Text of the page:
The Silver Bridge Disaster: The collapse
The 1967 collapse of the Silver Bridge was a human tragedy -...
The 1967 collapse of the Silver Bridge was a human tragedy - 46 people died - and an engineering mystery: why did a bridge built to last a century not make 40 years? Part 3: The collapse
- Duration: 10 mins
- Published on: Wednesday 8th August 2007
- Introductory Level
- Posted under: Engineering
VideoYou need the Flash Player (version 7 or higher) to view this clip - download Flash. http://podcast.open.ac.uk/open2media/forensicengineering/silver3.flv Copyright The Open University
The Silver Bridge collapsed because of a minor flaw in just one of the eyebars that formed the suspension chain.
The eyebar that failed, number 330, was positioned on the Ohio end of the bridge on its northern side.
Back at the West Virginia end, Charlene Wood was approaching in her car. But, with the failure of that eyebar, she was heading into trouble.
As I stopped, the bridge was coming forward like dominos, swaying back and forth, but the tower went to the north when it fell, and as I was seeing all of this, unbelievably, didn’t know what was really happening. I did know what was happening but it just hadn’t registered yet
So what did the forensic investigation conclude had happened to make the bridge fall?
Well, eyebar 330 was defective because it had particularly high levels of residual stress left after its manufacture.
The design of the eyebar assembly meant that water could pool at the bottom of the eye-hole, and the combination of the tensile residual stress and a corrosive environment had caused a stress corrosion crack to form. Hidden away, the crack had grown slowly, over 39 years, until it was about three millimetres long.
Also, the steel used in the eyebars had a low toughness at the near-freezing temperatures on the night of the disaster, making it susceptible to brittle fracture. Under a combination of the high live loading on the bridge and the reduced toughness of the steel, the relatively small crack caused a brittle fracture of the eyebar.
At the point of failure, a brittle crack grew almost instantaneously down to the outer edge. This overloaded the upper side which separated with some signs of ductility.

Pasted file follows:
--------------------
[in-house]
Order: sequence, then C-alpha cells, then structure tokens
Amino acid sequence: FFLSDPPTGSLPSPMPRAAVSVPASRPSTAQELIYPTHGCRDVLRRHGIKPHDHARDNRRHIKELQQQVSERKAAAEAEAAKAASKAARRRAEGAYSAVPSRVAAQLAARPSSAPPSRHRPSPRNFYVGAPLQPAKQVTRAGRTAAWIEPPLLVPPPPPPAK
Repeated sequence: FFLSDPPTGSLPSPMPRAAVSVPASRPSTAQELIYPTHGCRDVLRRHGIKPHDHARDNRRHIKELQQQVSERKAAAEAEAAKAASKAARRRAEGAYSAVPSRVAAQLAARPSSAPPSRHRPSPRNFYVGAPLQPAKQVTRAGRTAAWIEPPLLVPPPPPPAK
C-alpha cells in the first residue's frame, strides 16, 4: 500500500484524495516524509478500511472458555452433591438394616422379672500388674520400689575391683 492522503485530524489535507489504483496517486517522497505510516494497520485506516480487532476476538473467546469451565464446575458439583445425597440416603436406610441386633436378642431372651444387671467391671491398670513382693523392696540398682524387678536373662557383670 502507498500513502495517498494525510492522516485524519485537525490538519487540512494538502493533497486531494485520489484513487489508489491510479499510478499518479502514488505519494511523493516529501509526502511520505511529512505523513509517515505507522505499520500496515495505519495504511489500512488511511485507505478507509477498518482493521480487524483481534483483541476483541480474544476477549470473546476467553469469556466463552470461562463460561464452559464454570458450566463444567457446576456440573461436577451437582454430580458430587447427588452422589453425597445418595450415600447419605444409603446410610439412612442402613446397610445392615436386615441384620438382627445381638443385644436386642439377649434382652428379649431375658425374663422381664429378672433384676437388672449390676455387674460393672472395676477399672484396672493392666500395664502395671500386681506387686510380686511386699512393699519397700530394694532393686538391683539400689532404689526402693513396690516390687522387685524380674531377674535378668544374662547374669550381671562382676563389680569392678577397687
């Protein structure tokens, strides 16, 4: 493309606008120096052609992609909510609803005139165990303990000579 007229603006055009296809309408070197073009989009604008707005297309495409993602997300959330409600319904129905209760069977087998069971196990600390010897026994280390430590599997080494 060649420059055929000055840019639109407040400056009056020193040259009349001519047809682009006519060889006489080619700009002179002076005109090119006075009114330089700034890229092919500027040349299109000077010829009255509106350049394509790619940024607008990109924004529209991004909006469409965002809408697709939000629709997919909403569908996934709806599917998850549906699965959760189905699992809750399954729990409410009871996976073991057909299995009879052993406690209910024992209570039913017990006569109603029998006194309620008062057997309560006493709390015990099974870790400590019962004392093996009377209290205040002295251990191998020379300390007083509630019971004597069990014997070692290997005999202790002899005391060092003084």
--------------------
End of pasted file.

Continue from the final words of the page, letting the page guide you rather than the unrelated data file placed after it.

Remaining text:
The resulting asymmetric load on the pin caused it to twist, and the single eyebar that was left vibrated off the other side of the pin, at which point the chain was completely severed.
The adjacent tower, being destabilized, started toppling and fell to the North. The road, below, twisted over and the other tower was pulled down into the river as well.
What, uh, what we thought about after the event was how it was inspected, and if it was and you found something, then what do you do to replace it, how do you…how do you get in here and replace one of these eyebars, or one of the joints if suddenly there is corrosion or you sort of found failure, and how do you go about replacing that.
But I guess that…that the people at the time had so much confidence in the process of this new high-strength steel that that wasn’t a fear, and I’m sure they built in factors, but, you know, we found out later that it wasn’t as purported to be.
Following in the wake of the Silver Bridge disaster, one immediate legacy was that the Hi Carpenter Bridge was closed.
The sister bridge, it had to be closed because it was a similar design, the same company built it. Um, we know now that, uh, they knew there wasn’t any way to inspect it and to correct any findings that they might have. So public opinion, uh, almost required that bridge to be closed to vehicular traffic.
So I sneaked through the bars of the barrier and walked across the bridge and the people that were waiting to get some way to cross, they just followed me like little chicks following a mother hen and there were just a trail of us but after Dick asked me, he said, “Aren’t you afraid to cross the bridge,” just to show you how the people were affected by the falling of the Silver Bridge, that they thought that bridge could fall at any time.